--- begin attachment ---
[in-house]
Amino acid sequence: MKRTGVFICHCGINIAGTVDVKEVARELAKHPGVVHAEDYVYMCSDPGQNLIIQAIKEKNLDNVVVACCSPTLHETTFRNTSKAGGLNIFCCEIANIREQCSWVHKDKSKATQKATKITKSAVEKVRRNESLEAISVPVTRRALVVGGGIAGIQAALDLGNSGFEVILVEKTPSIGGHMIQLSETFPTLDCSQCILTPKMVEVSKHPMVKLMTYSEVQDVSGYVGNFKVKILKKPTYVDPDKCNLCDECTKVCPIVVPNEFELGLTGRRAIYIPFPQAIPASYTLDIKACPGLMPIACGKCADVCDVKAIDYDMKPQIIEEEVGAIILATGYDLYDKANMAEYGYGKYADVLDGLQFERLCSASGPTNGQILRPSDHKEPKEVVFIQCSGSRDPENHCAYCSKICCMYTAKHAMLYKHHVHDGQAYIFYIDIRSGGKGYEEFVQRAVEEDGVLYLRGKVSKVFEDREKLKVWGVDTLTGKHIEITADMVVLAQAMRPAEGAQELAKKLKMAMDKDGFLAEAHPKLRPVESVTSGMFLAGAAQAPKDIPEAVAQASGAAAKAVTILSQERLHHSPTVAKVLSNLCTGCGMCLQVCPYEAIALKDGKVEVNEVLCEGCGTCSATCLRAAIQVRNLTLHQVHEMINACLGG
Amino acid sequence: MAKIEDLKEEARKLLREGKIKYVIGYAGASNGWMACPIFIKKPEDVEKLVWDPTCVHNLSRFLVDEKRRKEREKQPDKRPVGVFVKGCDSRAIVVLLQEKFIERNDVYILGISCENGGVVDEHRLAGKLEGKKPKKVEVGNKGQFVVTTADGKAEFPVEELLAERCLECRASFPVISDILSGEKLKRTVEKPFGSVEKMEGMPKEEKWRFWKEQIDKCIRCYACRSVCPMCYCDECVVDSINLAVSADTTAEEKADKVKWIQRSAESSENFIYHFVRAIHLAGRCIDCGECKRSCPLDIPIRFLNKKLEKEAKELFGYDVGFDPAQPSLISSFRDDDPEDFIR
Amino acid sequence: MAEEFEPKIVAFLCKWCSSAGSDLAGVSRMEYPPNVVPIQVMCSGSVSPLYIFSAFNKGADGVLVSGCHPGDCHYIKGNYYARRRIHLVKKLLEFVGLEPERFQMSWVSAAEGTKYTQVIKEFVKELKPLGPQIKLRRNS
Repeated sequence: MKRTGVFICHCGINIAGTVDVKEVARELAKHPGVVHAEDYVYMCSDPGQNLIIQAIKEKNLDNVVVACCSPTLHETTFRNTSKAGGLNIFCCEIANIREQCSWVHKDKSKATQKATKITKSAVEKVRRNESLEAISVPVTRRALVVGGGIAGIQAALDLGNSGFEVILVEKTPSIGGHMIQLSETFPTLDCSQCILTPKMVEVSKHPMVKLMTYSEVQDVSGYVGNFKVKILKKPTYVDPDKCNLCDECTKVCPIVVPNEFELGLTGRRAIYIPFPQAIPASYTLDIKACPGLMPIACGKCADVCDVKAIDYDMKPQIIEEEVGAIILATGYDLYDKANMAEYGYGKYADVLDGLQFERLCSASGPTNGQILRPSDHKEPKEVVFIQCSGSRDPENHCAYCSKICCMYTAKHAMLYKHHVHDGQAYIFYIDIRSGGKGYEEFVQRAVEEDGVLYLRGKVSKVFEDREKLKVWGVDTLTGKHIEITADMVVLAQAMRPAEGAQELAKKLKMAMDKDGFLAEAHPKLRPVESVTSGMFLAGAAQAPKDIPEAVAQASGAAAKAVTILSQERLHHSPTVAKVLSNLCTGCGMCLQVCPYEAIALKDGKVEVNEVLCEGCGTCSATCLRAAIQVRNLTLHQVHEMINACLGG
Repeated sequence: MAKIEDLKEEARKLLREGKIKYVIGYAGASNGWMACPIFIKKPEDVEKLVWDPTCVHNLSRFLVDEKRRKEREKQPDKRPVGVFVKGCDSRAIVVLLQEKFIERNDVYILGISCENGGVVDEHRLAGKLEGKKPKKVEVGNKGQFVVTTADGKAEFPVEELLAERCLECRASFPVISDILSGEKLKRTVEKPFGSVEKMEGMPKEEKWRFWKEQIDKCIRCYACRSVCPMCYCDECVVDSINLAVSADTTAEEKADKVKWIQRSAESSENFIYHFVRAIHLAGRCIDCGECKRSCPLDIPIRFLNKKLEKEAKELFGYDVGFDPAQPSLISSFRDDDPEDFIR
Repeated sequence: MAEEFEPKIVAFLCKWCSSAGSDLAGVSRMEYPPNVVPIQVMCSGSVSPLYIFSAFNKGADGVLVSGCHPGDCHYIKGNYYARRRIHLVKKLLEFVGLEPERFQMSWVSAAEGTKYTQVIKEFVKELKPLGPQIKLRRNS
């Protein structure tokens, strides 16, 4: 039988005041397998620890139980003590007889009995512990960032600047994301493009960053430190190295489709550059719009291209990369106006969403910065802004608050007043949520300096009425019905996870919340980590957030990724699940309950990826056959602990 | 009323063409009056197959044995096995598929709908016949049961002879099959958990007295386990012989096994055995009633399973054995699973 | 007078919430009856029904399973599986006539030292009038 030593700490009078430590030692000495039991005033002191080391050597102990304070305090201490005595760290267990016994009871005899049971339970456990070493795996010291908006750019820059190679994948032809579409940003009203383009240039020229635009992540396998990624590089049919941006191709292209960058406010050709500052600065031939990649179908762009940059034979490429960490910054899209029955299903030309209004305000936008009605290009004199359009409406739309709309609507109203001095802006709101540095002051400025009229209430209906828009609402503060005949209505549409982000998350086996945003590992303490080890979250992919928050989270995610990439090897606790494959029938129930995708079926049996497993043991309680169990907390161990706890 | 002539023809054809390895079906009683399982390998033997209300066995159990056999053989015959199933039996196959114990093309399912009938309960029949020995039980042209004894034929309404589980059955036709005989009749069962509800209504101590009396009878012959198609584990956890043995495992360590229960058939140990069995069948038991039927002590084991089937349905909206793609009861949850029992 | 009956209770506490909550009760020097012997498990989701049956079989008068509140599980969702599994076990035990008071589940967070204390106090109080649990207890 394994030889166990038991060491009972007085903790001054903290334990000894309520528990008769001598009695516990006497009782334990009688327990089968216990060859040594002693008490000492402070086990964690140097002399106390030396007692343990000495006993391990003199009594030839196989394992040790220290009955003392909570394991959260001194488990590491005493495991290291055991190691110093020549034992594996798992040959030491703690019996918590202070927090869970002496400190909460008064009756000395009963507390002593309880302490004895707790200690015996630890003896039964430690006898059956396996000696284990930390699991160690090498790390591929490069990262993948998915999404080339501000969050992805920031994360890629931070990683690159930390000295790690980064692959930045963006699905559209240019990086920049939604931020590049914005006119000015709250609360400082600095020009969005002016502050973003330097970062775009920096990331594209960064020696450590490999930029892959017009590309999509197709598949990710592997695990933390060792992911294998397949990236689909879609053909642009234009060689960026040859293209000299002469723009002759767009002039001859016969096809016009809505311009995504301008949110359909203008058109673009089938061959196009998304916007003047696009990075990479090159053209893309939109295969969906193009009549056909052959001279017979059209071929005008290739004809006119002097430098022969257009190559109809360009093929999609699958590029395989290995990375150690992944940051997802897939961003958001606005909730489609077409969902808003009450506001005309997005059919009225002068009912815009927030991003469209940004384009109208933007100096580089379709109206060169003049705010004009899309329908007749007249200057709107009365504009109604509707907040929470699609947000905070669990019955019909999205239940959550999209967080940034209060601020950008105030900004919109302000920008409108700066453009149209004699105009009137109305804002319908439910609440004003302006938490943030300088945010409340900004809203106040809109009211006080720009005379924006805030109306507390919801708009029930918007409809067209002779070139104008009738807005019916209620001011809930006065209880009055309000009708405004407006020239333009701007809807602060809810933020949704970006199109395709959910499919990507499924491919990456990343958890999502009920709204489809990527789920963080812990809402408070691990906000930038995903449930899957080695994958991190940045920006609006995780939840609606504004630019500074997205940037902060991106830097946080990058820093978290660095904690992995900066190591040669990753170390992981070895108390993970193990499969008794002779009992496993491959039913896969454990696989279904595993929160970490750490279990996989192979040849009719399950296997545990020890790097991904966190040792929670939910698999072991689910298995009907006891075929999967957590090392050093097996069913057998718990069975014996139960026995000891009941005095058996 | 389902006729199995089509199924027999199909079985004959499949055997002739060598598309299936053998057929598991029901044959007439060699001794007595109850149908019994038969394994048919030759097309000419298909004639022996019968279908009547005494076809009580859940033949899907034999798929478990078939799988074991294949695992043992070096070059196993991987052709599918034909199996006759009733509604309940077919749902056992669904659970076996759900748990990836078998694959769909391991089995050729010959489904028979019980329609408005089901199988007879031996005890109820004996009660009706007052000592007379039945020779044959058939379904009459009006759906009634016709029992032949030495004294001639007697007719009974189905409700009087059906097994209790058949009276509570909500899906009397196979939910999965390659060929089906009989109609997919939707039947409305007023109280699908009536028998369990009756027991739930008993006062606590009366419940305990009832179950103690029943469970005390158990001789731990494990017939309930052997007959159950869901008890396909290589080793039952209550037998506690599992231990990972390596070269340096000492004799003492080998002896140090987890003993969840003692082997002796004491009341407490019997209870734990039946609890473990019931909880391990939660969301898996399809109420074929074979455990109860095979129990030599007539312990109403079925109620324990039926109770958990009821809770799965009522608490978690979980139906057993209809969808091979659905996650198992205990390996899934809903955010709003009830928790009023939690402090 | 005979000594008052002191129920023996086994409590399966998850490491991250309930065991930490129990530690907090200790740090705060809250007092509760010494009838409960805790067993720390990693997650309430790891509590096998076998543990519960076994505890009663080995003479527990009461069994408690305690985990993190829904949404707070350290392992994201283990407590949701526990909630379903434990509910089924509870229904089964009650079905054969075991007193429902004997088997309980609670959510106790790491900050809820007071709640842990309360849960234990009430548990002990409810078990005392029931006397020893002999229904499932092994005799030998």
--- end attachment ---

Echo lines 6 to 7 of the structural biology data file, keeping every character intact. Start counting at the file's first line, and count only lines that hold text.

Repeated sequence: MAKIEDLKEEARKLLREGKIKYVIGYAGASNGWMACPIFIKKPEDVEKLVWDPTCVHNLSRFLVDEKRRKEREKQPDKRPVGVFVKGCDSRAIVVLLQEKFIERNDVYILGISCENGGVVDEHRLAGKLEGKKPKKVEVGNKGQFVVTTADGKAEFPVEELLAERCLECRASFPVISDILSGEKLKRTVEKPFGSVEKMEGMPKEEKWRFWKEQIDKCIRCYACRSVCPMCYCDECVVDSINLAVSADTTAEEKADKVKWIQRSAESSENFIYHFVRAIHLAGRCIDCGECKRSCPLDIPIRFLNKKLEKEAKELFGYDVGFDPAQPSLISSFRDDDPEDFIR
Repeated sequence: MAEEFEPKIVAFLCKWCSSAGSDLAGVSRMEYPPNVVPIQVMCSGSVSPLYIFSAFNKGADGVLVSGCHPGDCHYIKGNYYARRRIHLVKKLLEFVGLEPERFQMSWVSAAEGTKYTQVIKEFVKELKPLGPQIKLRRNS